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SEN. BRIAN SCHATZ WILL CHAIR DEMOCRATIC SPECIAL COMMITTEE ON CLIMATE CHANGE. He calls climate change the "crisis of our generation." He said the purpose of the committee is to have in place "a predicate for action if and when" Democrats regain control of the Senate. Its formation comes a week after Republican Sen. Mike Lee took the Senate floor and used placards to promote his claim that the Green New Deal would end air travel. He showed a cartoon seahorse, Ronald Reagan using a machine gun to take on a velociraptor, and Luke Skywalker riding a tauntaun. He proclaimed the way to solve climate change was to let the next generation solve it.
Sen. Brian Schatz.
Photo from Schatz's Facebook
     Schatz took to the Senate floor in response: "I get that we want to make jokes and we want to be clever and we want to get clips to put on Facebook or Instagram or whatever, but that was appalling. This is the crisis of our generation and it is not a joke."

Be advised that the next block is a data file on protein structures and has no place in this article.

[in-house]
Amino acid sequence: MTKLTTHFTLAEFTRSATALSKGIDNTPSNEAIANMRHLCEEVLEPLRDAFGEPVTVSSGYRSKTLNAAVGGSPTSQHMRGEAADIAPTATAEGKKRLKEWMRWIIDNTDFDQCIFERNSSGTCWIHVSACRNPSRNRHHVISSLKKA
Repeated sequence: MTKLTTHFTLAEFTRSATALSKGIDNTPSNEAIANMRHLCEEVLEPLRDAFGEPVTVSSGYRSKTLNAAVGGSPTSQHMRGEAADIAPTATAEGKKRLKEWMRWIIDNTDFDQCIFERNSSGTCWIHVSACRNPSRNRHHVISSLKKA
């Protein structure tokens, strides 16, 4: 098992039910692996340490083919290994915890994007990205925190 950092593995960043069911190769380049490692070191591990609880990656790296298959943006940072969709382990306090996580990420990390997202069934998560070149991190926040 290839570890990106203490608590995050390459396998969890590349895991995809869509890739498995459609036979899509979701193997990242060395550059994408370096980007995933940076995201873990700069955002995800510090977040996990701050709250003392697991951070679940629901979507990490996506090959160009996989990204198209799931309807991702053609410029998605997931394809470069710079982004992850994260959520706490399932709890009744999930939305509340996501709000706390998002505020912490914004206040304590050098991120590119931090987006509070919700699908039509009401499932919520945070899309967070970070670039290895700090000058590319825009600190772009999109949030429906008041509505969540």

The Green New Deal – which makes no mention of air travel – was voted down in the Senate last week. During an interview with MSNBC, Schatz said Trump, Senate Majority Leader Mitch McConnell, and other Republicans "are literally making fun of climate action" which is problematic in light of recent flooding in the Midwest, California wildfires increasing in severity, and increasing floods and storms in costal regions. "This is serious business," and only one party is taking it seriously, he said. "They are sort of outsmarting themselves. They are very impressed with their own cleverness… But the truth is, we are right on climate change."